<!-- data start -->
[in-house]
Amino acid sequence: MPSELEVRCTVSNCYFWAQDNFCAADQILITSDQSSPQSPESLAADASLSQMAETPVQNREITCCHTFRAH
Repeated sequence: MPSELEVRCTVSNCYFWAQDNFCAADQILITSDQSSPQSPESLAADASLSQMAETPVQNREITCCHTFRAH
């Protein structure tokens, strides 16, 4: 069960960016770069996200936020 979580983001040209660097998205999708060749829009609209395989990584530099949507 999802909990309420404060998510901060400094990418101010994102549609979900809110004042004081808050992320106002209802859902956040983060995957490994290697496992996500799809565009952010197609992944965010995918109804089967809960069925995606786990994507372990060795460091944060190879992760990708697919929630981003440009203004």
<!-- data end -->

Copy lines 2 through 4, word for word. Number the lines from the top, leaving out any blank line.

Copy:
Amino acid sequence: MPSELEVRCTVSNCYFWAQDNFCAADQILITSDQSSPQSPESLAADASLSQMAETPVQNREITCCHTFRAH
Repeated sequence: MPSELEVRCTVSNCYFWAQDNFCAADQILITSDQSSPQSPESLAADASLSQMAETPVQNREITCCHTFRAH
């Protein structure tokens, strides 16, 4: 069960960016770069996200936020 979580983001040209660097998205999708060749829009609209395989990584530099949507 999802909990309420404060998510901060400094990418101010994102549609979900809110004042004081808050992320106002209802859902956040983060995957490994290697496992996500799809565009952010197609992944965010995918109804089967809960069925995606786990994507372990060795460091944060190879992760990708697919929630981003440009203004």